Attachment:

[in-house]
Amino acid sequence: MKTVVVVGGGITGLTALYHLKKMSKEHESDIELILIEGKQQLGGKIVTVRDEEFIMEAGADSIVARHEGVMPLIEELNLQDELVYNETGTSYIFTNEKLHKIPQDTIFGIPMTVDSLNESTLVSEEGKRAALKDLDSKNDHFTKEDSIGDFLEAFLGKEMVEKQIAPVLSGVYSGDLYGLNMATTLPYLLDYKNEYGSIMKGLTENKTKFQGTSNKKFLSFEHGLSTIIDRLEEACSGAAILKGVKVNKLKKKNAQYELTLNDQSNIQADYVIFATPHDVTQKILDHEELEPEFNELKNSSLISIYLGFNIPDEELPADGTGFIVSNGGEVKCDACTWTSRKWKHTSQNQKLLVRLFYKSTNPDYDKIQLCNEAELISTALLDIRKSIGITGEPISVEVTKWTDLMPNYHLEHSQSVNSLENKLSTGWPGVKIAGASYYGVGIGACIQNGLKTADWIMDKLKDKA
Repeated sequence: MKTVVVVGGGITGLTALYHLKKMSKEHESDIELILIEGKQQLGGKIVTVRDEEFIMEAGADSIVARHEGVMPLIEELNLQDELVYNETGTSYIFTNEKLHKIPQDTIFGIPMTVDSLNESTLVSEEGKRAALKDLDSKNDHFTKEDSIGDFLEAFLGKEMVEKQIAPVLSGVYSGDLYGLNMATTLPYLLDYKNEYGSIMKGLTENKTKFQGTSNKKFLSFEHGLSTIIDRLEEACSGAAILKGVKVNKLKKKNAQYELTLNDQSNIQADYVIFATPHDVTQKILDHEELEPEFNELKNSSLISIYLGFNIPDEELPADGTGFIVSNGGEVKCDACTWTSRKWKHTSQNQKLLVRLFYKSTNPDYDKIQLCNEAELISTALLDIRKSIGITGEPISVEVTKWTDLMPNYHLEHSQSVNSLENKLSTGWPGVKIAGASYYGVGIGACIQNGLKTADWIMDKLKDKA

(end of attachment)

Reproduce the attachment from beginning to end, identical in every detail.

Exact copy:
[in-house]
Amino acid sequence: MKTVVVVGGGITGLTALYHLKKMSKEHESDIELILIEGKQQLGGKIVTVRDEEFIMEAGADSIVARHEGVMPLIEELNLQDELVYNETGTSYIFTNEKLHKIPQDTIFGIPMTVDSLNESTLVSEEGKRAALKDLDSKNDHFTKEDSIGDFLEAFLGKEMVEKQIAPVLSGVYSGDLYGLNMATTLPYLLDYKNEYGSIMKGLTENKTKFQGTSNKKFLSFEHGLSTIIDRLEEACSGAAILKGVKVNKLKKKNAQYELTLNDQSNIQADYVIFATPHDVTQKILDHEELEPEFNELKNSSLISIYLGFNIPDEELPADGTGFIVSNGGEVKCDACTWTSRKWKHTSQNQKLLVRLFYKSTNPDYDKIQLCNEAELISTALLDIRKSIGITGEPISVEVTKWTDLMPNYHLEHSQSVNSLENKLSTGWPGVKIAGASYYGVGIGACIQNGLKTADWIMDKLKDKA
Repeated sequence: MKTVVVVGGGITGLTALYHLKKMSKEHESDIELILIEGKQQLGGKIVTVRDEEFIMEAGADSIVARHEGVMPLIEELNLQDELVYNETGTSYIFTNEKLHKIPQDTIFGIPMTVDSLNESTLVSEEGKRAALKDLDSKNDHFTKEDSIGDFLEAFLGKEMVEKQIAPVLSGVYSGDLYGLNMATTLPYLLDYKNEYGSIMKGLTENKTKFQGTSNKKFLSFEHGLSTIIDRLEEACSGAAILKGVKVNKLKKKNAQYELTLNDQSNIQADYVIFATPHDVTQKILDHEELEPEFNELKNSSLISIYLGFNIPDEELPADGTGFIVSNGGEVKCDACTWTSRKWKHTSQNQKLLVRLFYKSTNPDYDKIQLCNEAELISTALLDIRKSIGITGEPISVEVTKWTDLMPNYHLEHSQSVNSLENKLSTGWPGVKIAGASYYGVGIGACIQNGLKTADWIMDKLKDKA